• About someone who married an American: “Thank god she didn’t marry a black.”
  • About roads in Delhi: “When they can rename roads with British names, like Cornwallis Road, why didn’t they rename Muslim roads like Shahjahan Road?”
  • About me, after I’ve spent some days outdoors: “How frightfully dark you’ve become.” (Actually, the word was “bhayankara” which means the same in Tamil as in Hindi.)
  • A relative’s well-meaning domestic help, about our newborn kid: “Is he fair?” Me: “No, he’s pretty much our complexion.” She: “Bathe him in milk and apply cream, he’ll become nice and fair…” She seemed mystified that I didn’t want him to be fair.

Of course, such things are intimately linked with casteist attitudes. More comments:

  • To a woman I know: “Don’t wear that jewellery, you’ll look like a Sudra kid.”
  • To another woman I know: “Don’t make dosa that way, that’s how sudras do it.”
  • (About some noise from the street) “Oh, that must be some Sudra wedding…”
  • (Comment to a post on Abi’s blog, about the absence of Bharat Ratnas in recent years): “they should catch a random Dalit and give him the Bharat Ratna.” (The particular creature who wrote this basks in anonymity.)

We all know such attitudes, experience them, perhaps indulge in them. How do we change them?

Caste, if one dresses “neutrally”, is not externally visible, so skin colour serves as a proxy. If we remove the idea that dark is ugly, we will have made some progress. I think the media should take the lead (and, in fact, bears huge responsibility for the state of affairs). We rarely see dark-skinned people in the media or advertising. Really, how many truly dark (not “wheatish”) celebrities can you think of in India? After racking my brains for a bit, the only male I could think of is Vijay Amritraj, and I can’t think of any darker-skinned woman than Nandita Das (who is not darker than average, at best, in India).

Take something as innocuous as news-reading. Back in the days when TV meant Doordarshan, and the only TV reviewer worth reading was Amita Malik in the Indian Express, I remember her talking about DD’s treatment of one of their better newsreaders (I forget his name now): they stopped his services because (they openly said) his skin colour was too dark to look good on TV. Though people may not say such things openly any more, it’s obvious that the attitude persists, in the private channels as much as on DD.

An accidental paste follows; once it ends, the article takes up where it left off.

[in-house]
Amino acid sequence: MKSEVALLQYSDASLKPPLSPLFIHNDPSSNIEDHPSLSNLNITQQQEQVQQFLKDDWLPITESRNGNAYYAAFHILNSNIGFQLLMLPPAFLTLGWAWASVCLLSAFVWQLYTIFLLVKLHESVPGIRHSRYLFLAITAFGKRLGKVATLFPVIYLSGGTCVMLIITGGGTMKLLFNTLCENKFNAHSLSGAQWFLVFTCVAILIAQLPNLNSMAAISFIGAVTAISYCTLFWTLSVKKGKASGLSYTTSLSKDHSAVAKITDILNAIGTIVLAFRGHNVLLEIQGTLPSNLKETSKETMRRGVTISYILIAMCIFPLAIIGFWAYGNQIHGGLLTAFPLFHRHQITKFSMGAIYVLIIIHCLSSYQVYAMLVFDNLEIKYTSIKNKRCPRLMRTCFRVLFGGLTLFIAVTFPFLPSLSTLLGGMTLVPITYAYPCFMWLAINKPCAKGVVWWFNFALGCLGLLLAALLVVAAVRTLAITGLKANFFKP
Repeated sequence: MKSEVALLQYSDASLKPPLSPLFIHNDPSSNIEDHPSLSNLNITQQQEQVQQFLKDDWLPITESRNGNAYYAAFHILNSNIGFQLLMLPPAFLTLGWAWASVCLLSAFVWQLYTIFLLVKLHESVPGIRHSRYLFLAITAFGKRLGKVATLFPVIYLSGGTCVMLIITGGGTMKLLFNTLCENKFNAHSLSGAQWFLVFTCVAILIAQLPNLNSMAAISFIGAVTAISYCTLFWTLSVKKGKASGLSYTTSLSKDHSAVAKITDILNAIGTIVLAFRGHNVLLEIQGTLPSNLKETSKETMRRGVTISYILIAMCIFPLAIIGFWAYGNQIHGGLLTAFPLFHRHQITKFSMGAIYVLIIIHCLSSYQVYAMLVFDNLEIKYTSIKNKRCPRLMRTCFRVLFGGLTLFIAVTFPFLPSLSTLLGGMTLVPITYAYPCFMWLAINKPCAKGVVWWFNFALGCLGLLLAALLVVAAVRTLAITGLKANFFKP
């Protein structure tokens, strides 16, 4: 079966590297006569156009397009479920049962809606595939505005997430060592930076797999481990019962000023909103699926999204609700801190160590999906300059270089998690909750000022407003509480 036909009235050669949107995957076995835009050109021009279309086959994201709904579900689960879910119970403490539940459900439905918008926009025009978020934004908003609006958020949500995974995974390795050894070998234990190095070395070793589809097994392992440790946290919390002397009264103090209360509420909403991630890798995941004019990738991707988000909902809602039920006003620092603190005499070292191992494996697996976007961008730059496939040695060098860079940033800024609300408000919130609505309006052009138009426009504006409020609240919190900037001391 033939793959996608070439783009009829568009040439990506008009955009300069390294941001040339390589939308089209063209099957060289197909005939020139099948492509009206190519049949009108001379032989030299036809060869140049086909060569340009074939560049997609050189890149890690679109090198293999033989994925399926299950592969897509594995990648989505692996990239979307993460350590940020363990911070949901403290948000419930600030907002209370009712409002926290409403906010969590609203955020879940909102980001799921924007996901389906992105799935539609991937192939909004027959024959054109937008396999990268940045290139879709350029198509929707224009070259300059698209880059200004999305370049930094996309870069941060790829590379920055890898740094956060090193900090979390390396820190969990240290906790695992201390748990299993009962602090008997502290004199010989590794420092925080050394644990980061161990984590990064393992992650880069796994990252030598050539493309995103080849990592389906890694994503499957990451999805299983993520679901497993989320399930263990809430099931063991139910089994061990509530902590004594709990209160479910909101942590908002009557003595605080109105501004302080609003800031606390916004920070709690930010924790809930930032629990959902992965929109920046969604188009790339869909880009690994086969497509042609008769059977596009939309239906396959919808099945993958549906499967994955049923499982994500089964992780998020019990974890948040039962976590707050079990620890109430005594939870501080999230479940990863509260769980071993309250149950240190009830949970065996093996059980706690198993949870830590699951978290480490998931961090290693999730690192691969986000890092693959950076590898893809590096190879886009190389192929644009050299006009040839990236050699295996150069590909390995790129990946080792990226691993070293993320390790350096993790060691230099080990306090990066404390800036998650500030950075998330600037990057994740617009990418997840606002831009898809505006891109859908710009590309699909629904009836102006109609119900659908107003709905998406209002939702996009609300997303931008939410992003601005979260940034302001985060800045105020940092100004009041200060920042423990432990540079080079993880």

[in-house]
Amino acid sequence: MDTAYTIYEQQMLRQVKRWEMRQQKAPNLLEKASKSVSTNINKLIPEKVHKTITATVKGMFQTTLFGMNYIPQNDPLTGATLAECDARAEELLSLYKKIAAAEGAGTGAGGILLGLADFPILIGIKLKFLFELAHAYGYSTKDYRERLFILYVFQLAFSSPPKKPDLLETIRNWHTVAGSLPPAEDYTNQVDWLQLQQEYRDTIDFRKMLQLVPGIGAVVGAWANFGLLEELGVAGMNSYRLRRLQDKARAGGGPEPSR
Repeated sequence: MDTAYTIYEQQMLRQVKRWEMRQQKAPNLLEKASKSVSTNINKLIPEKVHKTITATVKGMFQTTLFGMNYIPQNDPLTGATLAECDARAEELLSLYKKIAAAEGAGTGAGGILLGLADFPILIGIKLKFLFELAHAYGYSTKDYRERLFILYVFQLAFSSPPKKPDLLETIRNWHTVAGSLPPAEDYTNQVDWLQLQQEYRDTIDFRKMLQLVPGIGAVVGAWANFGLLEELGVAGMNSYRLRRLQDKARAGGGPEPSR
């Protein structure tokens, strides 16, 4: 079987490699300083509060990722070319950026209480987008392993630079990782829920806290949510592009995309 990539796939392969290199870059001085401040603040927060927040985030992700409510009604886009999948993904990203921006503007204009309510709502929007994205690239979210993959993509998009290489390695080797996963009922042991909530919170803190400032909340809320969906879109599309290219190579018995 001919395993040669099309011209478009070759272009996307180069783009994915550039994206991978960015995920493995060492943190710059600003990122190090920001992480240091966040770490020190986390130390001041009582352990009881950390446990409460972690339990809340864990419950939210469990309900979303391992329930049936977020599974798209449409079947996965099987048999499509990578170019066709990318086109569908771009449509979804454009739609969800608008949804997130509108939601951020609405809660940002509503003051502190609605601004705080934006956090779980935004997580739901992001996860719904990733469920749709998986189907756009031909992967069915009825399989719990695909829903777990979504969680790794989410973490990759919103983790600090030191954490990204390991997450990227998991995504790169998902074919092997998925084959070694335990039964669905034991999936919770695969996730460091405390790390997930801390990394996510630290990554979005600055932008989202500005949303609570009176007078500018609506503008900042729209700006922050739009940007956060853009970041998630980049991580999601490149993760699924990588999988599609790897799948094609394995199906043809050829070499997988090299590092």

As for advertising, the only dark-skinned people I can think of (other than in “Fair and Lovely” cream ads) were in the fairly obnoxious “United Colors of Benetton” ads, where they seemed to be placed there just for the sake of “diversity”. Other advertisers rarely even make that token gesture.

Our friend Saket would no doubt argue that all this is simply because dark-skinned people are, “objectively”, butt-ugly. I say it’s cultural conditioning.

In my time in Paris, I was struck by the number of advertisements for up-market, designer clothing, perfumes, cosmetics, that featured dark-skinned (African-origin) women (and sometimes men) — not for the sake of diversity, but because they looked good. And it was not just the advertising: Paris’s streets and metro trains are filled with people of all races, and an astonishing number of very elegant black women. Some of them wear European clothes with characteristic French flair, others wear traditional African costumes. My own perception of beauty has never had much correlation with skin colour, but having lived all my life in India up to that point, this was one of the more eye-opening things I found there.

Blacks have penetrated popular culture deeply in France — in fact, in the pre-civil-rights days of the US, jazz legends like Bud Powell, Dexter Gordon, Kenny Clarke and many others took refuge in Paris from the racism back home. This cultural colour-blindness seems to predate the twentieth century: I was taken aback when I discovered that Alexandre Dumas was partly black. (For some reason, non-whites haven’t penetrated more “serious” establishments like government and the TV news. Post civil rights, blacks in the US have had more success in such fields, and also in the private sector.)

I was also struck by the number of mixed-race couples on the streets — far more than in New York, which is itself the most cosmopolitan city in the US, and (I’d guess) far, far more than the number of mixed-caste couples in India — certainly more than the number of “colour-mismatched” couples, so to speak.

I’m not saying dark is beautiful: I’m saying dark is irrelevant. But dark is often beautiful, and we used to know that. In our own mythology, Draupadi was supposed to be dark, as was Krishna (whose very name means dark). Looking around me today, I see no shortage of extremely good looking, dark-skinned people in India. When do we start seeing them in the media?

And when do we stop seeing this absurd word “wheatish” in matrimonial ads?